• Word count: 1236
  16. An Ispector Calls

    The Birling's were celebrating the engagement of both Sheila and Gerald. However, once the Inspector arrives he soon has control of the whole situation making the atmosphere very tense. Mr Birling has a somewhat high status and tries using this to his advantage to intimidate the Inspector, evidently he realises this doesn't trouble him and notices he has no authority compared to the Inspector. 'A sharp ring of the front door bell' Priestley uses this technique to bring the play to a pause, whilst Mr Birling stops in his tracks to soon question who is at the door.

    • Word count: 1164
  17. H.G wells and Charles dickens create tension and suspense in "the red room" "the signalman" and "confessions found in prison"

    At the end of the story he comes to a conclusion of his own about the red room. In 'The Signalman', the story of the haunting of the red light makes the signalman feel very responsible of the two deaths which occurs after seeing the ghost and listening to its warnings. The first death that happens is when the signalman sees the red light and listens to his warning. A confession found in prison is about a man stuck in prison and tells us the story of how he killed his brother's child due to jealousy.

    • Word count: 1099
  18. There is tension already created by the title The Red Room. You wonder what is the red room? Also you start thinking what the red could be linked up with such as danger, fear, and blood

    H.G Wells created suspense and fear through the story in many ways. He gives them no names and refers to them only as the man and the woman. There is suspense raised through the personalities of the three people living there, with language as it is very deep toned and dark for example " Its your own choosing," by saying this it could have more than one meaning, also it is repeated three times which brings suspense and fear. It creates suspense with the description and their actions for example "the man with the withered arm".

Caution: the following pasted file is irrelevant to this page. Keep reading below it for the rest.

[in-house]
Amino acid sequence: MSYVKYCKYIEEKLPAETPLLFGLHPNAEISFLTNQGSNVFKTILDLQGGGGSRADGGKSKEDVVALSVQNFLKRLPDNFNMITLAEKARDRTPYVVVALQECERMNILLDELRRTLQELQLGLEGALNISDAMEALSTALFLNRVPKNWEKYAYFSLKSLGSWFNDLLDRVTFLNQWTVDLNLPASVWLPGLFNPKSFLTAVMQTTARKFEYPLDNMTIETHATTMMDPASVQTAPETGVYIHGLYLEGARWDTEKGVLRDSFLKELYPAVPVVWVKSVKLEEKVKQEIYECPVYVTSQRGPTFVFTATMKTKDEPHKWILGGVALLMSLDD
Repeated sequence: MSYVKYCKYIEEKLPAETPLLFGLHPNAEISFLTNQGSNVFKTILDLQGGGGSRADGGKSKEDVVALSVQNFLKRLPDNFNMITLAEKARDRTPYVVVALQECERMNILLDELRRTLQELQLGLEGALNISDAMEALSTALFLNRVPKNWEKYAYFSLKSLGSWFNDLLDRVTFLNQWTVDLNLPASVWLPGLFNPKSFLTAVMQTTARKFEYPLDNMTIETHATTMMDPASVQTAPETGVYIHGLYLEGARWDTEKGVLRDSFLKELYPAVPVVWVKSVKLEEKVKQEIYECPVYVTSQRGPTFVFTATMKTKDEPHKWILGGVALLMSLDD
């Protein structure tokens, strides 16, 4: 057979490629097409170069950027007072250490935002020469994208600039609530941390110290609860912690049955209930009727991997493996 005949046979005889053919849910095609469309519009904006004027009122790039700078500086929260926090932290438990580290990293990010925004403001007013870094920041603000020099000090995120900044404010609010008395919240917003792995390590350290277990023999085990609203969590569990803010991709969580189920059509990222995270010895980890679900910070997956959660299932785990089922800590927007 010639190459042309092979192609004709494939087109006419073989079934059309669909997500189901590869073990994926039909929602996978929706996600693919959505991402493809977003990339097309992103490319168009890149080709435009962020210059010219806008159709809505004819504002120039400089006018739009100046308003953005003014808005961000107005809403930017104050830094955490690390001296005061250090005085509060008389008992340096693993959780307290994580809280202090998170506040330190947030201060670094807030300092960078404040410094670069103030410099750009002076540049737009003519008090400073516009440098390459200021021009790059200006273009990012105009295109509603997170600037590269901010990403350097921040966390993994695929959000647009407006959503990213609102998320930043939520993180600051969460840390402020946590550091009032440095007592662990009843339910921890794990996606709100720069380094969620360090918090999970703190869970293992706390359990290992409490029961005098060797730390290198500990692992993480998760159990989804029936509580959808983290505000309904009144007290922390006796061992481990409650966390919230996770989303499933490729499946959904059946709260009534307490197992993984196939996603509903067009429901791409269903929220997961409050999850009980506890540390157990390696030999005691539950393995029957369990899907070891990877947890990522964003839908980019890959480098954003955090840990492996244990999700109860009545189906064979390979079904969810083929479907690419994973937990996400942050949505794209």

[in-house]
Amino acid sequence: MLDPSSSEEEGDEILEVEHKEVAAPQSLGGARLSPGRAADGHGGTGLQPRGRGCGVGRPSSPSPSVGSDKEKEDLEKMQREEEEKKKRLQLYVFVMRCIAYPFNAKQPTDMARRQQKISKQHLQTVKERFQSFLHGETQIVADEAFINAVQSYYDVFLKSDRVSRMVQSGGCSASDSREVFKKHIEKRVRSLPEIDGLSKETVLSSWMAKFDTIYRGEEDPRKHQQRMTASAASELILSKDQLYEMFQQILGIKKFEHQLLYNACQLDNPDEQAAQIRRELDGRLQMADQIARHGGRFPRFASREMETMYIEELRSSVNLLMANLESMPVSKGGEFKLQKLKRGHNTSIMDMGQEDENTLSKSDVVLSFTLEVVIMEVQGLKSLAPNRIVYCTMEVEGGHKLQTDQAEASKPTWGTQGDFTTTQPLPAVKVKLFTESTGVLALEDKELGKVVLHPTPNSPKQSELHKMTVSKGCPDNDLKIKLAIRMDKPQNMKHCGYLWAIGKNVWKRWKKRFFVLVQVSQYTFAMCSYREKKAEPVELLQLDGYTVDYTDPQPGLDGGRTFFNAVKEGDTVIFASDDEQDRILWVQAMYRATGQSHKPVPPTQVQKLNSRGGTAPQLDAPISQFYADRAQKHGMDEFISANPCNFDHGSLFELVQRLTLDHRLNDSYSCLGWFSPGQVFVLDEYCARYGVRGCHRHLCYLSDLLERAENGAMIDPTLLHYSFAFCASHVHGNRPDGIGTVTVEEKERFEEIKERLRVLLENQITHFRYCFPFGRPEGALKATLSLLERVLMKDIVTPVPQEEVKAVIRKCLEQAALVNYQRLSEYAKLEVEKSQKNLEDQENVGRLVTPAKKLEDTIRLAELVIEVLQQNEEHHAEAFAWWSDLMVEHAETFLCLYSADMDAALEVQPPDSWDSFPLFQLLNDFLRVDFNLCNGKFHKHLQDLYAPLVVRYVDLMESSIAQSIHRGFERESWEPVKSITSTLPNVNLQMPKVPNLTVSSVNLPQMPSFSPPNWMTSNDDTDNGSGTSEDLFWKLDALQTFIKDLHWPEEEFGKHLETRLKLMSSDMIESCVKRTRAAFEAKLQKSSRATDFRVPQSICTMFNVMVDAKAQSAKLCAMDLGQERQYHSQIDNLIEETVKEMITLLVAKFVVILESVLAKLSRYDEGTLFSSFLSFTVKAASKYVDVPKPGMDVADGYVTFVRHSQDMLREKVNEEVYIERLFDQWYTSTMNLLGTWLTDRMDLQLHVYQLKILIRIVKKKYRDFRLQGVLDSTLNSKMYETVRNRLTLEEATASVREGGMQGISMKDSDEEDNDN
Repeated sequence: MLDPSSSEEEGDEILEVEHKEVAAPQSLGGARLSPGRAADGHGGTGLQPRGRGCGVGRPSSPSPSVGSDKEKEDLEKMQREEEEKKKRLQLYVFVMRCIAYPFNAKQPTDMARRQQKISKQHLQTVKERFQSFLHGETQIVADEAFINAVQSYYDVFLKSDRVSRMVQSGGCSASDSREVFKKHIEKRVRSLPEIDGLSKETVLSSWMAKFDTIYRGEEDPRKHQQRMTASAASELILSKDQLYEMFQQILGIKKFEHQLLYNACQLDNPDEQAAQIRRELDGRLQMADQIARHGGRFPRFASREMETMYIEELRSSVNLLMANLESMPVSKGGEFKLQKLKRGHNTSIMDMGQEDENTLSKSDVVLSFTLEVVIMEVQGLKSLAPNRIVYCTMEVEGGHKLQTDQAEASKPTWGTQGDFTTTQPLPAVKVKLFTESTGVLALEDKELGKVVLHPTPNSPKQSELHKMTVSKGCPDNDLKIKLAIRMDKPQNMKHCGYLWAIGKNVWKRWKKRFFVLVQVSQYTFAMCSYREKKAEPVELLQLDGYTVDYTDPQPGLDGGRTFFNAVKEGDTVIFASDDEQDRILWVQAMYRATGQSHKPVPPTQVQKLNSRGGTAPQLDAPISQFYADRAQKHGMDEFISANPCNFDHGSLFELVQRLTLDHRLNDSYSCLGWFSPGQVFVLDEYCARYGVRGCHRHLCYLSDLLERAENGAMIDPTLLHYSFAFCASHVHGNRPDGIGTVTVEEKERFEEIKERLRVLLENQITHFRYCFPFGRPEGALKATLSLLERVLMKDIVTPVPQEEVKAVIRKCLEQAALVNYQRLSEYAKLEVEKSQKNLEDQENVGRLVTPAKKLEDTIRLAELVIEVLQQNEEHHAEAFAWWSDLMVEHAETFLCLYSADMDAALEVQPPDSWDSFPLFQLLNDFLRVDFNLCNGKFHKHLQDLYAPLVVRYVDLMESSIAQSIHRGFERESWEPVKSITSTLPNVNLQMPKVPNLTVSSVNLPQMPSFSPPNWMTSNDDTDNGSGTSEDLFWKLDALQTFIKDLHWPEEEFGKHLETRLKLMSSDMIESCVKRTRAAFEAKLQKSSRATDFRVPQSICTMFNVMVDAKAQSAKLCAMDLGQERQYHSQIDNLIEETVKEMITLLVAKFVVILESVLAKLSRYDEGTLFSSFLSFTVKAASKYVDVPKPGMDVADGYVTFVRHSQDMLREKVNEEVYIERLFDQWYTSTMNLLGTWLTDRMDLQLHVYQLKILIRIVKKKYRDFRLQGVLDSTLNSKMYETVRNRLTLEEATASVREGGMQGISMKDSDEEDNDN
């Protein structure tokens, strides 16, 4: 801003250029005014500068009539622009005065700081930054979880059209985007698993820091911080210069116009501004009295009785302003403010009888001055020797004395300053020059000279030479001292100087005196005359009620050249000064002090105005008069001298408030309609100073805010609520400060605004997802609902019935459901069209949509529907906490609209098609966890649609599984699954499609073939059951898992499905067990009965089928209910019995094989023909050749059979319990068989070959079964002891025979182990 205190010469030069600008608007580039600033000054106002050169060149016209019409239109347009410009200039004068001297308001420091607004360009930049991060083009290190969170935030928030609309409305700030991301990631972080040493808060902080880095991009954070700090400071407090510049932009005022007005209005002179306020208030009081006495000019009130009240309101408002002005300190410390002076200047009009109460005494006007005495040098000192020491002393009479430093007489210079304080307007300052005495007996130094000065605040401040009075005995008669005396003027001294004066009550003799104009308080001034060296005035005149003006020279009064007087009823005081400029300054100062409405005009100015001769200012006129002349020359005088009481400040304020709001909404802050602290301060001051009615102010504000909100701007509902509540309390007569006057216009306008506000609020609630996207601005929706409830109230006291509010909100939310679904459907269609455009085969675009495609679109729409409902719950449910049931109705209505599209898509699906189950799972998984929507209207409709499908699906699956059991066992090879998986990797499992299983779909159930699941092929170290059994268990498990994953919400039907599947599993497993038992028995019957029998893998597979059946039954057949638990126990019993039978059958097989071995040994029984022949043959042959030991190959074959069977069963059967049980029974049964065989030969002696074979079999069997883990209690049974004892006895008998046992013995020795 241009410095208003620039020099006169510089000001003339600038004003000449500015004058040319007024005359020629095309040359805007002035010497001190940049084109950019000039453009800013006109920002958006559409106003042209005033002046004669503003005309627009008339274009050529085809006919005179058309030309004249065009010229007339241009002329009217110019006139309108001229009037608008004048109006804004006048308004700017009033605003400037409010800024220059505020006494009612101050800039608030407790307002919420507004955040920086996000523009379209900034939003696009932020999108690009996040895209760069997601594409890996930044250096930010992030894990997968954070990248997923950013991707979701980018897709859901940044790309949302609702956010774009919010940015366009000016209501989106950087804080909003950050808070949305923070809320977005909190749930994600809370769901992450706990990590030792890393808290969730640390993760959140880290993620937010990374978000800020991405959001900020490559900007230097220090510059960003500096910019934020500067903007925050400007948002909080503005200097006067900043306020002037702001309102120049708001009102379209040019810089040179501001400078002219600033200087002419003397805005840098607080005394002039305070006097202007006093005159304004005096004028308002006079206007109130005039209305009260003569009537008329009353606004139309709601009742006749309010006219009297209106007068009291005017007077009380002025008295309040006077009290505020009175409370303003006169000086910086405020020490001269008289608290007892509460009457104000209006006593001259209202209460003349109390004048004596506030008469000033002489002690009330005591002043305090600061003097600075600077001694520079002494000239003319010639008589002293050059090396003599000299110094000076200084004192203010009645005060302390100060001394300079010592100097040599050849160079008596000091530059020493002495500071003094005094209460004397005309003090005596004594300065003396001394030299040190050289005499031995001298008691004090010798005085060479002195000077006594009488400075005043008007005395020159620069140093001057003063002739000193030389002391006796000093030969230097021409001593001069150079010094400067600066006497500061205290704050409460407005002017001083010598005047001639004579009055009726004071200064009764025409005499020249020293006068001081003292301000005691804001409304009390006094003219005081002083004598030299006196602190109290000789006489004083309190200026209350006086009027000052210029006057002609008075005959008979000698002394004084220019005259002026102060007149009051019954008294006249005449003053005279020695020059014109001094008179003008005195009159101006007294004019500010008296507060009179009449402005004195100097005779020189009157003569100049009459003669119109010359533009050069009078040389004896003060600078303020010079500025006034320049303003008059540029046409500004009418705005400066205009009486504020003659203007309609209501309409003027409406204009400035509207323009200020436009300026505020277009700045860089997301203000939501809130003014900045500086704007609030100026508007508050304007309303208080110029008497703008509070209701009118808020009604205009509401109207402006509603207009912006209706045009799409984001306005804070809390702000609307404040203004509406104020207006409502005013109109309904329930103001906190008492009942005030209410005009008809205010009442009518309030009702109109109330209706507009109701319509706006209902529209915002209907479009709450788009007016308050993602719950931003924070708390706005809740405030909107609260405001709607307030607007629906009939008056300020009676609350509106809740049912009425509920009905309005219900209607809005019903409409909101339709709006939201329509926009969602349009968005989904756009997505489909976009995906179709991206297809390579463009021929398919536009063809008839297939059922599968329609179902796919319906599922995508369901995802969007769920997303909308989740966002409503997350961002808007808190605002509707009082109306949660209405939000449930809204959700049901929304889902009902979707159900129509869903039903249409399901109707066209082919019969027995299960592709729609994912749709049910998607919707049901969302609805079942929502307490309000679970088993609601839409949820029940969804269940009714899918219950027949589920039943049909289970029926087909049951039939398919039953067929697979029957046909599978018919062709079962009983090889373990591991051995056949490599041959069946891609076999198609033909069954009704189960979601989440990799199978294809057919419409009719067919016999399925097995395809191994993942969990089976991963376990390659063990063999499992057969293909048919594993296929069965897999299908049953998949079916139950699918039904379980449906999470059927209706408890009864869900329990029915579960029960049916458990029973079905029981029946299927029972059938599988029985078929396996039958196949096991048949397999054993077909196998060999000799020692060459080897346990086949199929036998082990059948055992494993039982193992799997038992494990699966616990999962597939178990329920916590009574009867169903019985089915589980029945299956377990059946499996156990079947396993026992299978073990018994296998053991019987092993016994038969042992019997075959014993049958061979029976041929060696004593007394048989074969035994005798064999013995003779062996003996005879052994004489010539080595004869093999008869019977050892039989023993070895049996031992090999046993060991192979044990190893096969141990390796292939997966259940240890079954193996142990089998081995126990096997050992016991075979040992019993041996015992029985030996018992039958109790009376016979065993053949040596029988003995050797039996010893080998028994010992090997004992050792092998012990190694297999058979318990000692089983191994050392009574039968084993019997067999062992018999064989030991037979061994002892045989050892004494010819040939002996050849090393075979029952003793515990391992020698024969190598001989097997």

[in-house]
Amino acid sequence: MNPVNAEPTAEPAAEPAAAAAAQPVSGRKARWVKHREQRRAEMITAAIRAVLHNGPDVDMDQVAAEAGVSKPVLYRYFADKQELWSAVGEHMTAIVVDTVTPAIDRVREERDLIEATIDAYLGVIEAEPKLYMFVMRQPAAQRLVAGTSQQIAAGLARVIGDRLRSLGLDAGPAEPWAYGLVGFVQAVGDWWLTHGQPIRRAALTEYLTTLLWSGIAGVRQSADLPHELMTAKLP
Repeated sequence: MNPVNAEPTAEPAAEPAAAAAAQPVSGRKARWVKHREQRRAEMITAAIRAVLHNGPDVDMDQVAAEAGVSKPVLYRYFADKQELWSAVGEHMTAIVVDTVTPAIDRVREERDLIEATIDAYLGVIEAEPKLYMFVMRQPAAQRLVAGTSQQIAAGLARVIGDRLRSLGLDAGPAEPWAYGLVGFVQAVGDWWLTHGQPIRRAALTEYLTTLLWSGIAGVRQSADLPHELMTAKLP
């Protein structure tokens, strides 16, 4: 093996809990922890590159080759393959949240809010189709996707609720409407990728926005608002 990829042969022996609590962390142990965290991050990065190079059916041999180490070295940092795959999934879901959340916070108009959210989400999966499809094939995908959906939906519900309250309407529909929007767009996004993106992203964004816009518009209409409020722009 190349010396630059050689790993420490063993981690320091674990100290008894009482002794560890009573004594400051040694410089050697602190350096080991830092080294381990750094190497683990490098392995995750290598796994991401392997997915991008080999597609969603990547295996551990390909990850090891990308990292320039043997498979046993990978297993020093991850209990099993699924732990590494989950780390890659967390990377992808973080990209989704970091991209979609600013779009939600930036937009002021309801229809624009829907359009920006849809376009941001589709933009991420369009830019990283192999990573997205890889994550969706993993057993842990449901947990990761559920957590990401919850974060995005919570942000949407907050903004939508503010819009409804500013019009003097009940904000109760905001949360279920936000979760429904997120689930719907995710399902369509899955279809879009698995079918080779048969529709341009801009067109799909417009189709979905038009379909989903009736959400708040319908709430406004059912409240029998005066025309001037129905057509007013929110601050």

• Word count: 1134
  19. Karenia brevis: Ecological Effects of Red Tide

    One particular dinoflagellate, Karenia brevis, occurs almost annually along the coasts of the Gulf of Mexico and Florida waters. Karenia brevis releases potent neurotoxins called brevetoxins that affect the nervous system of vertebrates, accumulate in shellfish, and can become aerosolized. The occurrences of "Florida Red Tide" have resulted in serious and harmful ecological effects such as the air pollution, immense mortalities of invertebrates, mammals, and fish, as well as severe health threats to humans. First to understand the ecological effects of red tide, one must know the underlying factors of this natural phenomenon, neurotoxins. In this case, brevetoxins are the neurotoxins produced by Karenia brevis that are released during a bloom.

    • Word count: 1036
  20. copper chloride lab

    strip in comparison to a pH scale and record observations Experiment #2: * Fold filter paper into a cone * Place filter cone in a ring stand, supported by the stabilizer * Place spare beaker underneath filter cone * Take the beaker with the red substance and slowly pour it through the filter paper * Scrape the remaining red substance into the filter paper * Place the filter paper with the red substance into another small beaker * Place beaker into the oven to dry overnight * On day 2, remove red substance from the beaker and unravel the filter